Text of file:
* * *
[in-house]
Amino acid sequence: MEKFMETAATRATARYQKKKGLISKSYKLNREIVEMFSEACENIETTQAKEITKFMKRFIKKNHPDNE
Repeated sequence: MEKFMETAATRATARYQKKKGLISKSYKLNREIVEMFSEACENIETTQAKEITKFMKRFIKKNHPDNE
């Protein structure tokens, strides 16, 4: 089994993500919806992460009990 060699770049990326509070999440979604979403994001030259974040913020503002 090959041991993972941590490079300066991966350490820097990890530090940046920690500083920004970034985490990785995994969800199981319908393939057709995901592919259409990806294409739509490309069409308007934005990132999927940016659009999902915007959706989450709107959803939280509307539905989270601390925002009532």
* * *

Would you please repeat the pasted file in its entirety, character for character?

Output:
[in-house]
Amino acid sequence: MEKFMETAATRATARYQKKKGLISKSYKLNREIVEMFSEACENIETTQAKEITKFMKRFIKKNHPDNE
Repeated sequence: MEKFMETAATRATARYQKKKGLISKSYKLNREIVEMFSEACENIETTQAKEITKFMKRFIKKNHPDNE
């Protein structure tokens, strides 16, 4: 089994993500919806992460009990 060699770049990326509070999440979604979403994001030259974040913020503002 090959041991993972941590490079300066991966350490820097990890530090940046920690500083920004970034985490990785995994969800199981319908393939057709995901592919259409990806294409739509490309069409308007934005990132999927940016659009999902915007959706989450709107959803939280509307539905989270601390925002009532």